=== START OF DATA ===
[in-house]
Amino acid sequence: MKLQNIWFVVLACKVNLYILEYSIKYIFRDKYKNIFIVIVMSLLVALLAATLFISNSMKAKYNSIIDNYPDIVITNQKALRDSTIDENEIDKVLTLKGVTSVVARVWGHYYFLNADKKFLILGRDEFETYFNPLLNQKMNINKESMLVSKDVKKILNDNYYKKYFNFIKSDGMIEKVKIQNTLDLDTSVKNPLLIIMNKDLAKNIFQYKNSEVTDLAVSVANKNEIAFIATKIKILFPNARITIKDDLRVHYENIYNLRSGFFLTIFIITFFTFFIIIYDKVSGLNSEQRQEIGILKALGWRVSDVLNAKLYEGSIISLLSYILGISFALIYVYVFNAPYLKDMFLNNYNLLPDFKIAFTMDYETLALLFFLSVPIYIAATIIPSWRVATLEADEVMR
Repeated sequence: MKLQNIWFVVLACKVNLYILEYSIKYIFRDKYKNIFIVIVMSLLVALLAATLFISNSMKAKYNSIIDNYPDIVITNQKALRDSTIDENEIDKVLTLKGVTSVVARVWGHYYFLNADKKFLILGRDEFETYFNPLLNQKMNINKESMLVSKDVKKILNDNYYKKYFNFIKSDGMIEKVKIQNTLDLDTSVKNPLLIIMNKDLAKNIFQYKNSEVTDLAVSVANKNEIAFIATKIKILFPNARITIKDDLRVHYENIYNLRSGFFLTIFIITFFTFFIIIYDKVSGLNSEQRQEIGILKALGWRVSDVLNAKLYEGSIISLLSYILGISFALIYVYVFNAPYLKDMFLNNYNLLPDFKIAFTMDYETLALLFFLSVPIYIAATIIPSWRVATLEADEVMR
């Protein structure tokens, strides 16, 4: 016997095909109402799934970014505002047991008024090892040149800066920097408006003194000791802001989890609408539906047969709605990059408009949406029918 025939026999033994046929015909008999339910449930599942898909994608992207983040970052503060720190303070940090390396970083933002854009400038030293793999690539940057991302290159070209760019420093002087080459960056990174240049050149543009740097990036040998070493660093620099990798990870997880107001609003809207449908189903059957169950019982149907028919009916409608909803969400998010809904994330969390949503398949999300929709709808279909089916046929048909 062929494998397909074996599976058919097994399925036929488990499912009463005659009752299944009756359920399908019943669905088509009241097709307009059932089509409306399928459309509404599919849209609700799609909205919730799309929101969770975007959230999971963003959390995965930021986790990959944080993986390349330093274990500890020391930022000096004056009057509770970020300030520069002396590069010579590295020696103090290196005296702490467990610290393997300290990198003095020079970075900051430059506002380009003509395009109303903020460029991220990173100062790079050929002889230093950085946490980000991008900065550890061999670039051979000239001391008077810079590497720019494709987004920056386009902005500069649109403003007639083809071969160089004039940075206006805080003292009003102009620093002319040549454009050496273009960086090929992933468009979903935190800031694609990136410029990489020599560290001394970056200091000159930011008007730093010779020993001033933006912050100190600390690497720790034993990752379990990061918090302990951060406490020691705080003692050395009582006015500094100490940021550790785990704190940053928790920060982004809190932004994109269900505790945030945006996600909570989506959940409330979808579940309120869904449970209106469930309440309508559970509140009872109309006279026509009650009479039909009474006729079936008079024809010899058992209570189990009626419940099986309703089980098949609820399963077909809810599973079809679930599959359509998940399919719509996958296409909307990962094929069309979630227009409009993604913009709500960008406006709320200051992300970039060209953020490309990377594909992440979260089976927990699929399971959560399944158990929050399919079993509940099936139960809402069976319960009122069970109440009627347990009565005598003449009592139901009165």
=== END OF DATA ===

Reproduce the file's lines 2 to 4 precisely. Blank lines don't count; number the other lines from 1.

Amino acid sequence: MKLQNIWFVVLACKVNLYILEYSIKYIFRDKYKNIFIVIVMSLLVALLAATLFISNSMKAKYNSIIDNYPDIVITNQKALRDSTIDENEIDKVLTLKGVTSVVARVWGHYYFLNADKKFLILGRDEFETYFNPLLNQKMNINKESMLVSKDVKKILNDNYYKKYFNFIKSDGMIEKVKIQNTLDLDTSVKNPLLIIMNKDLAKNIFQYKNSEVTDLAVSVANKNEIAFIATKIKILFPNARITIKDDLRVHYENIYNLRSGFFLTIFIITFFTFFIIIYDKVSGLNSEQRQEIGILKALGWRVSDVLNAKLYEGSIISLLSYILGISFALIYVYVFNAPYLKDMFLNNYNLLPDFKIAFTMDYETLALLFFLSVPIYIAATIIPSWRVATLEADEVMR
Repeated sequence: MKLQNIWFVVLACKVNLYILEYSIKYIFRDKYKNIFIVIVMSLLVALLAATLFISNSMKAKYNSIIDNYPDIVITNQKALRDSTIDENEIDKVLTLKGVTSVVARVWGHYYFLNADKKFLILGRDEFETYFNPLLNQKMNINKESMLVSKDVKKILNDNYYKKYFNFIKSDGMIEKVKIQNTLDLDTSVKNPLLIIMNKDLAKNIFQYKNSEVTDLAVSVANKNEIAFIATKIKILFPNARITIKDDLRVHYENIYNLRSGFFLTIFIITFFTFFIIIYDKVSGLNSEQRQEIGILKALGWRVSDVLNAKLYEGSIISLLSYILGISFALIYVYVFNAPYLKDMFLNNYNLLPDFKIAFTMDYETLALLFFLSVPIYIAATIIPSWRVATLEADEVMR
């Protein structure tokens, strides 16, 4: 016997095909109402799934970014505002047991008024090892040149800066920097408006003194000791802001989890609408539906047969709605990059408009949406029918 025939026999033994046929015909008999339910449930599942898909994608992207983040970052503060720190303070940090390396970083933002854009400038030293793999690539940057991302290159070209760019420093002087080459960056990174240049050149543009740097990036040998070493660093620099990798990870997880107001609003809207449908189903059957169950019982149907028919009916409608909803969400998010809904994330969390949503398949999300929709709808279909089916046929048909 062929494998397909074996599976058919097994399925036929488990499912009463005659009752299944009756359920399908019943669905088509009241097709307009059932089509409306399928459309509404599919849209609700799609909205919730799309929101969770975007959230999971963003959390995965930021986790990959944080993986390349330093274990500890020391930022000096004056009057509770970020300030520069002396590069010579590295020696103090290196005296702490467990610290393997300290990198003095020079970075900051430059506002380009003509395009109303903020460029991220990173100062790079050929002889230093950085946490980000991008900065550890061999670039051979000239001391008077810079590497720019494709987004920056386009902005500069649109403003007639083809071969160089004039940075206006805080003292009003102009620093002319040549454009050496273009960086090929992933468009979903935190800031694609990136410029990489020599560290001394970056200091000159930011008007730093010779020993001033933006912050100190600390690497720790034993990752379990990061918090302990951060406490020691705080003692050395009582006015500094100490940021550790785990704190940053928790920060982004809190932004994109269900505790945030945006996600909570989506959940409330979808579940309120869904449970209106469930309440309508559970509140009872109309006279026509009650009479039909009474006729079936008079024809010899058992209570189990009626419940099986309703089980098949609820399963077909809810599973079809679930599959359509998940399919719509996958296409909307990962094929069309979630227009409009993604913009709500960008406006709320200051992300970039060209953020490309990377594909992440979260089976927990699929399971959560399944158990929050399919079993509940099936139960809402069976319960009122069970109440009627347990009565005598003449009592139901009165």